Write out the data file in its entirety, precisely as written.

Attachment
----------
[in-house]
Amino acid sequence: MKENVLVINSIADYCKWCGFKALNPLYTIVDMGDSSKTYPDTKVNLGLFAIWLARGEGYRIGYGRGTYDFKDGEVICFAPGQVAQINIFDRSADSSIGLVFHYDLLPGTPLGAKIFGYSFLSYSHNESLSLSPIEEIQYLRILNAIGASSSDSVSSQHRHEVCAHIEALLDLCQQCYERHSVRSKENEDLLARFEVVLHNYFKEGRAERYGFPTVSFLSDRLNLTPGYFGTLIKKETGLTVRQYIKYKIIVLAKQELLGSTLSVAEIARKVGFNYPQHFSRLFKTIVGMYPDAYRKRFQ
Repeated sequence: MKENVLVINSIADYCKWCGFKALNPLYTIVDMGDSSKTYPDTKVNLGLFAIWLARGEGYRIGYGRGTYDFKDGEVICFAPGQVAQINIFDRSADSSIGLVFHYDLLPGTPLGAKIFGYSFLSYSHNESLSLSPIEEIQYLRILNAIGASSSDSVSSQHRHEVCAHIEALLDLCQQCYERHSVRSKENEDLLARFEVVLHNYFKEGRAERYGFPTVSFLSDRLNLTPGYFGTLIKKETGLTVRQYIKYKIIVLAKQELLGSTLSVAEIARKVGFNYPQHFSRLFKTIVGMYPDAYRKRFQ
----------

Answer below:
[in-house]
Amino acid sequence: MKENVLVINSIADYCKWCGFKALNPLYTIVDMGDSSKTYPDTKVNLGLFAIWLARGEGYRIGYGRGTYDFKDGEVICFAPGQVAQINIFDRSADSSIGLVFHYDLLPGTPLGAKIFGYSFLSYSHNESLSLSPIEEIQYLRILNAIGASSSDSVSSQHRHEVCAHIEALLDLCQQCYERHSVRSKENEDLLARFEVVLHNYFKEGRAERYGFPTVSFLSDRLNLTPGYFGTLIKKETGLTVRQYIKYKIIVLAKQELLGSTLSVAEIARKVGFNYPQHFSRLFKTIVGMYPDAYRKRFQ
Repeated sequence: MKENVLVINSIADYCKWCGFKALNPLYTIVDMGDSSKTYPDTKVNLGLFAIWLARGEGYRIGYGRGTYDFKDGEVICFAPGQVAQINIFDRSADSSIGLVFHYDLLPGTPLGAKIFGYSFLSYSHNESLSLSPIEEIQYLRILNAIGASSSDSVSSQHRHEVCAHIEALLDLCQQCYERHSVRSKENEDLLARFEVVLHNYFKEGRAERYGFPTVSFLSDRLNLTPGYFGTLIKKETGLTVRQYIKYKIIVLAKQELLGSTLSVAEIARKVGFNYPQHFSRLFKTIVGMYPDAYRKRFQ